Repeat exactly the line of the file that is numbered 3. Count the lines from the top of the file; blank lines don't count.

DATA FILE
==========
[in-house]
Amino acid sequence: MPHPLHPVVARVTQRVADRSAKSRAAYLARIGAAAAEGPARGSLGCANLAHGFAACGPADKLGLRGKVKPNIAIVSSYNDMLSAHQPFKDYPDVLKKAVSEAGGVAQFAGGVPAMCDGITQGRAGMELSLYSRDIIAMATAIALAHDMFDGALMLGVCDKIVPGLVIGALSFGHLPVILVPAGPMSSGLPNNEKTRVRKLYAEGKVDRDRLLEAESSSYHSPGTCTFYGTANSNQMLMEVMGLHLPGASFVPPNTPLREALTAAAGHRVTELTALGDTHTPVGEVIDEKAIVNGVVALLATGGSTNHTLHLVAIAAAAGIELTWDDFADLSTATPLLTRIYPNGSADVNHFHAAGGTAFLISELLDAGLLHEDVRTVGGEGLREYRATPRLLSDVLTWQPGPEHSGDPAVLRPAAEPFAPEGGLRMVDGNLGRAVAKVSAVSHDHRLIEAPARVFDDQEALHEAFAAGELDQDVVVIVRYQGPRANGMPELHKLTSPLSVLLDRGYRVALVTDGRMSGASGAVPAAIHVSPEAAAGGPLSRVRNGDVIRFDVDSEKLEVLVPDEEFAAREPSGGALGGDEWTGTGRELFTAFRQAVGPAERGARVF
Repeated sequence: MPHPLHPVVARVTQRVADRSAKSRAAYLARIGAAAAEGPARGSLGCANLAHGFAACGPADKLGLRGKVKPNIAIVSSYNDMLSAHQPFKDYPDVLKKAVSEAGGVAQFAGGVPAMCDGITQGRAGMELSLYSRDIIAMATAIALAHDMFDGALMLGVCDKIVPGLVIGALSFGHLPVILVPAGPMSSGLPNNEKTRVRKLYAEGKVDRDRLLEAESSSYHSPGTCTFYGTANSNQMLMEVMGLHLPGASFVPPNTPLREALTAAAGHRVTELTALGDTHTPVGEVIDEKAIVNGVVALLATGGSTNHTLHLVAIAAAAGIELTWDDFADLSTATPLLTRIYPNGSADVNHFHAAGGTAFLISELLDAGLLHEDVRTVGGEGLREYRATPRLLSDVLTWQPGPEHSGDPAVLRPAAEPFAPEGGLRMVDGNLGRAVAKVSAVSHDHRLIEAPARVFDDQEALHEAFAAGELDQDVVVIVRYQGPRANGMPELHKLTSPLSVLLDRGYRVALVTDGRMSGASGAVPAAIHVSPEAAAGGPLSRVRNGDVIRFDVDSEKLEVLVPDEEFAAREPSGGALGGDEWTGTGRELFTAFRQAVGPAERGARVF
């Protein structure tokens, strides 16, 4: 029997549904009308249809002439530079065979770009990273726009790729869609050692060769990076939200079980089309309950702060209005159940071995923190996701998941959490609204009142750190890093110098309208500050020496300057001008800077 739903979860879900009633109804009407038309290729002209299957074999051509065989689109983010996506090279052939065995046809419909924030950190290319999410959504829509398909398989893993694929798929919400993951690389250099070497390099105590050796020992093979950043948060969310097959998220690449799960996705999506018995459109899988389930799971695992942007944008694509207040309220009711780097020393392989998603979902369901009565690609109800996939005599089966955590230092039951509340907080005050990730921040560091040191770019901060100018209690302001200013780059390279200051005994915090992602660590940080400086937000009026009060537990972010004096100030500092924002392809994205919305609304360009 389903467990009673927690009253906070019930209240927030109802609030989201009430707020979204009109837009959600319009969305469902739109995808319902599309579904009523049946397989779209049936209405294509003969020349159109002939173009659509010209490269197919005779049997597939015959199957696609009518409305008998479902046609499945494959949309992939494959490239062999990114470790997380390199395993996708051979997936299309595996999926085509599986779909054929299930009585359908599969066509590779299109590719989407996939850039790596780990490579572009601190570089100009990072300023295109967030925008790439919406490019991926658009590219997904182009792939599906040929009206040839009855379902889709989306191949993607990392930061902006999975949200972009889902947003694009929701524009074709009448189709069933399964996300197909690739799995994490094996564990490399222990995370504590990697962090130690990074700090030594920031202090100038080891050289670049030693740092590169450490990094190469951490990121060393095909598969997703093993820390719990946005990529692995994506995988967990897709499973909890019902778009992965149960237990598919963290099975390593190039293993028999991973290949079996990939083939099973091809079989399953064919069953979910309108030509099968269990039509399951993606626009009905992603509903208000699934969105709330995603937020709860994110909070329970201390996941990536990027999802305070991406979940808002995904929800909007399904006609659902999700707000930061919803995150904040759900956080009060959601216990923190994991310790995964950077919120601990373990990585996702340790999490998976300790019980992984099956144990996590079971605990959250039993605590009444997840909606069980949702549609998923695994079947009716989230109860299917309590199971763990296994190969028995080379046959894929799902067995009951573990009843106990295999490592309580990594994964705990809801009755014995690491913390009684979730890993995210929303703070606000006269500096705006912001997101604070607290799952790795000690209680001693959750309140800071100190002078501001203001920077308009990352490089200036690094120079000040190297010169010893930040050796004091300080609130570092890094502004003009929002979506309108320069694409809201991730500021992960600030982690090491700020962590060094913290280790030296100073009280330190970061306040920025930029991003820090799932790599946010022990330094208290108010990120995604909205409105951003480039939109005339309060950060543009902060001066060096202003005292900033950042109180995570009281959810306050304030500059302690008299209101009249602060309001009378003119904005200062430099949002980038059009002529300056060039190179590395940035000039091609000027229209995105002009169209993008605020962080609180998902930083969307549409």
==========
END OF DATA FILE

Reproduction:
Repeated sequence: MPHPLHPVVARVTQRVADRSAKSRAAYLARIGAAAAEGPARGSLGCANLAHGFAACGPADKLGLRGKVKPNIAIVSSYNDMLSAHQPFKDYPDVLKKAVSEAGGVAQFAGGVPAMCDGITQGRAGMELSLYSRDIIAMATAIALAHDMFDGALMLGVCDKIVPGLVIGALSFGHLPVILVPAGPMSSGLPNNEKTRVRKLYAEGKVDRDRLLEAESSSYHSPGTCTFYGTANSNQMLMEVMGLHLPGASFVPPNTPLREALTAAAGHRVTELTALGDTHTPVGEVIDEKAIVNGVVALLATGGSTNHTLHLVAIAAAAGIELTWDDFADLSTATPLLTRIYPNGSADVNHFHAAGGTAFLISELLDAGLLHEDVRTVGGEGLREYRATPRLLSDVLTWQPGPEHSGDPAVLRPAAEPFAPEGGLRMVDGNLGRAVAKVSAVSHDHRLIEAPARVFDDQEALHEAFAAGELDQDVVVIVRYQGPRANGMPELHKLTSPLSVLLDRGYRVALVTDGRMSGASGAVPAAIHVSPEAAAGGPLSRVRNGDVIRFDVDSEKLEVLVPDEEFAAREPSGGALGGDEWTGTGRELFTAFRQAVGPAERGARVF